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Saturday, 13 October 2012

The thing is...

Jimmy Saville eh? Who'da thunk it? Well, apart from Mitchell & Webb (just past the minute mark). And pretty much everyone else, when you stop to think about just how little convincing people took of his guilt.

I mean, I know that a lot of stuff has come out at this stage, but even when the whole thing was just starting to kick off, people seemed to just accept it. Was that a collective 'yeah, thought so' about Saville, though? Or just an indication of how jaded we as a society have become when it comes to this stuff?

Murdered kid? Parents.

Jovial entertainer with family man image? Wife beating sex pest.

Famous and eccentric? Paedophile.

It's just how we see the world now, isn't it? Or is that just me?

Not that this post is intended as an indictment of that attitude, or for that matter a defence of Saville. No, what this is, is a rant about certain opportunistic publications. To be exact, The Sun. We all know about The Sun. No-one needs me to tell them about it's excesses and slightly off politics. I mean, it's no Daily Mail, but only because it doesn't trust it's readers to have the intelligence to understand a Mail article. And how damning is that?

The Sun is running a campaign. A campaign to strip Paedo Saville, which is apparently Jimmy Savilles name now, of his knighthood. Why? I know why, but first I want to express my thoughts about the notion of stripping Saville, posthumously I might add; posthumously in this case meaning the same thing as redundantly; of the gong.

First of all, I know pretty much everyone has decided that he did what he's said to have done. But on paper at least, and in the eyes of the law, he was never convicted of the crime. Nor, I should think, will he ever be. I have no idea of the legalities of trying someone posthumously but even assuming it can be done, what would be the point? It's never going to happen, is it? And if it did, you can bet that The Sun would cry foul about the waste of CPS resources.

But if he's never technically been found guilty of the crime, then how do you justify stripping the knighthood? No doubt some will say that this is a 'special case', but the law doesn't allow for special cases, and nor should it. If Saville can be stripped of the gong because we think he committed crimes, then so can others. It's a slippery slope.

I have a colleague who delights in posing me what if? scenarios to test my opposition to the death penalty. What if loads of people saw them do it? What if it's on cctv? What if they confess? If there's no doubt at all...  What he doesn't get is that if we execute someone for murder based on cast iron cctv footage, or multiple eye witness accounts, or even a confession, we execute them for murder. That is the operative phrase. Execution is an accepted punishment for murder, and that is what the law books will say. It will not make any of the other distinctions he so gleefully recounts.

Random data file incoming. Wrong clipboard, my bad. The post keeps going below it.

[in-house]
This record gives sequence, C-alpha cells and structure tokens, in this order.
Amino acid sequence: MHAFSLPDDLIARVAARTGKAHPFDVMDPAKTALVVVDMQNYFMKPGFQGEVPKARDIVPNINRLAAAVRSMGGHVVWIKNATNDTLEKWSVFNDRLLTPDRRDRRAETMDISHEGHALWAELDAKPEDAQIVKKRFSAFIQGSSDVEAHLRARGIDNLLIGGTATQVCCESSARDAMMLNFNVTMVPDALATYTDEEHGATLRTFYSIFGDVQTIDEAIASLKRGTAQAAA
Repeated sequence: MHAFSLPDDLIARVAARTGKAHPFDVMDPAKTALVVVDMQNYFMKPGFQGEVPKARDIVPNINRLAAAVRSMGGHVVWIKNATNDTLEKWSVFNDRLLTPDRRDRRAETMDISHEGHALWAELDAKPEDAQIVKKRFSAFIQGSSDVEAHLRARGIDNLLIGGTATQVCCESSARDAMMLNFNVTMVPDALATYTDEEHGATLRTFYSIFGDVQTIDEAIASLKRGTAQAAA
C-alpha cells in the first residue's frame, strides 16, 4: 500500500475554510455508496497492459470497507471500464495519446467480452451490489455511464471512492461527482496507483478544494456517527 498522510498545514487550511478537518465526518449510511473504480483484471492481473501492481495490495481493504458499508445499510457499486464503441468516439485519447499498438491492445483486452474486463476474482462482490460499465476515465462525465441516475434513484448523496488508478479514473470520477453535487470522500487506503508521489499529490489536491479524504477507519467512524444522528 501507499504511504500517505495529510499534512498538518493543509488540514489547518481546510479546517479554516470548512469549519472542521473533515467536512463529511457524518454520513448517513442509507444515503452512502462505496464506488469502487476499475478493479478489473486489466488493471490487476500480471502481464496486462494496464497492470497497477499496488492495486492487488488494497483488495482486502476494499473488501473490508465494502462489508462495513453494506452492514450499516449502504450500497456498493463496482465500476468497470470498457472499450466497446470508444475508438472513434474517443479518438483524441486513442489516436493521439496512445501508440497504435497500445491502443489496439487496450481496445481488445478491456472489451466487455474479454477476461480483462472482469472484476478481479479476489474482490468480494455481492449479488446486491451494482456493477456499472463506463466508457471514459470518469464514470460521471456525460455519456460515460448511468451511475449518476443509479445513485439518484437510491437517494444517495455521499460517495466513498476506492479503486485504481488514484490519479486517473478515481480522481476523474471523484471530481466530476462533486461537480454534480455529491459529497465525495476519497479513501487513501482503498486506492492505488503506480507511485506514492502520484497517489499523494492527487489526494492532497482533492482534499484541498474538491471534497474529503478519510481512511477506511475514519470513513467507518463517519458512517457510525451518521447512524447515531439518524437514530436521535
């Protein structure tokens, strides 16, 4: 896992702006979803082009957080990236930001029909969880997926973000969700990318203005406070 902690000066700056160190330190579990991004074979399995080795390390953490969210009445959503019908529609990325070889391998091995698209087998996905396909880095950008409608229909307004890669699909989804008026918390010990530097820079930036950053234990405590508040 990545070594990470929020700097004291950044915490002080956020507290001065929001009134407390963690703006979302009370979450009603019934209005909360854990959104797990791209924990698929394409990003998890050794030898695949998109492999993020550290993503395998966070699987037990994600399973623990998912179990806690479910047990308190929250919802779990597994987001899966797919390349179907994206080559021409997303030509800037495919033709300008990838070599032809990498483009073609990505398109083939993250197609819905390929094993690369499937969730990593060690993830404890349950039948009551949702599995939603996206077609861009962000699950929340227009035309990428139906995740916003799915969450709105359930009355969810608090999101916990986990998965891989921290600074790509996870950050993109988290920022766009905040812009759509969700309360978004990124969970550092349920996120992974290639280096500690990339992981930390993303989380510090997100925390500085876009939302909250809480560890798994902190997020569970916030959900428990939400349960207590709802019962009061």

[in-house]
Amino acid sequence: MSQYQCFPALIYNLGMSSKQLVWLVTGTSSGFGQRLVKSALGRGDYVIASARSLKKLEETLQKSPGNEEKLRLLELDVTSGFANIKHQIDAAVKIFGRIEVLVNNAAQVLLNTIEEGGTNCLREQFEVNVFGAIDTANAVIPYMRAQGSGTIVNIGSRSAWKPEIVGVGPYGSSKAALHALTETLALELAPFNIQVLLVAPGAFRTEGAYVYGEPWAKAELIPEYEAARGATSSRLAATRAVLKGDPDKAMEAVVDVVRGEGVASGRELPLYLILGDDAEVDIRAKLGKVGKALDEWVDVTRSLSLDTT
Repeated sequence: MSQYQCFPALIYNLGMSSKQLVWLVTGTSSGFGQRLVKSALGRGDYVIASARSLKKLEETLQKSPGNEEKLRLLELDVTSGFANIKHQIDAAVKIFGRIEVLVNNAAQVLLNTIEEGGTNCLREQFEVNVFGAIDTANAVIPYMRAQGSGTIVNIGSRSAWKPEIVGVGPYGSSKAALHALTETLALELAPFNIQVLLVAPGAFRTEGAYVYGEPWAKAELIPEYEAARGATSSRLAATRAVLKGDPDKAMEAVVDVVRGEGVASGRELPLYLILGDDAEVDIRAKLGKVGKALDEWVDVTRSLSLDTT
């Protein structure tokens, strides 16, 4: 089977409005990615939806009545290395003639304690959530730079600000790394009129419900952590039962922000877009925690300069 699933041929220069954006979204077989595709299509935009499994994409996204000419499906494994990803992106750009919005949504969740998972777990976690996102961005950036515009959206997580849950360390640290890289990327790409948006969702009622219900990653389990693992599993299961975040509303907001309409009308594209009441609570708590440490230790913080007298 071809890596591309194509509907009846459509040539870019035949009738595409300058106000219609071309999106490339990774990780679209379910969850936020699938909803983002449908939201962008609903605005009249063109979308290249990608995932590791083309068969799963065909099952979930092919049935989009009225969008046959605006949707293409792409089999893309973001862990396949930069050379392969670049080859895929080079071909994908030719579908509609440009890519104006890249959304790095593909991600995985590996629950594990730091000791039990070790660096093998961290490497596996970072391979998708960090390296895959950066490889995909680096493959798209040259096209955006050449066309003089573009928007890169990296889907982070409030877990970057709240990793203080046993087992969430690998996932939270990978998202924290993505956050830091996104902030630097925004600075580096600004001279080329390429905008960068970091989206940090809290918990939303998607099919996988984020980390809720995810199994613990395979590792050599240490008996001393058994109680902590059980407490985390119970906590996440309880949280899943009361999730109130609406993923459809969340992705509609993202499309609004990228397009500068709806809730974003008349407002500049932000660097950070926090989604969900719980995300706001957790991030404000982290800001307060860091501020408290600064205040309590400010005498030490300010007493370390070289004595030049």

(Of course his argument presupposes that certainty of guilt is the only factor in my objection, which completely ignores the fact that I just think killing people is wrong.)

Sorry, went on a bit of a tangent there. My point is that the law isn't known for it's subtleties; it's one way or the other. So unless we want people to be punished because lots of people think they did something, leave Savilles knighthood alone.

The Sun doesn't really care two figs about taking away Savilles knighthood though, do they? Of course they don't. They know that saying paedo on the front page will sell papers; they know that railing against 'paedos' will win them points with their readership; and they hope that by pandering to the masses in this ridiculous manner they can claw back some small degree of public sympathy after a couple of years of really bad press.

That's what this is. People don't like them. Some people have not much cared for them for a while but these days it's not just Scousers with a (perfectly understandable) grudge; a massive swathe of the population is turning on them. And this is their way of trying to counter that.

'Look everybody, we aren't the bad guys! Look at us, standing up for justice! We're leading the charge in your names, to strip a man who doesn't care anymore of a bauble that meant next to nothing in the first place! Aren't we just the heroes of the people?

No. You're not. You're rabble rousing, glory seeking, opportunistic scumbags. And I say this not out of any great hatred, as some seem to have, of the tabloid press as a whole, which serve a purpose every bit as important as the broadsheets. I say this as someone who is sickened by this one particular act of trying to score points off the suffering of countless children across who knows how many years, all while claiming to be the good guys. Shame on you, Sun.

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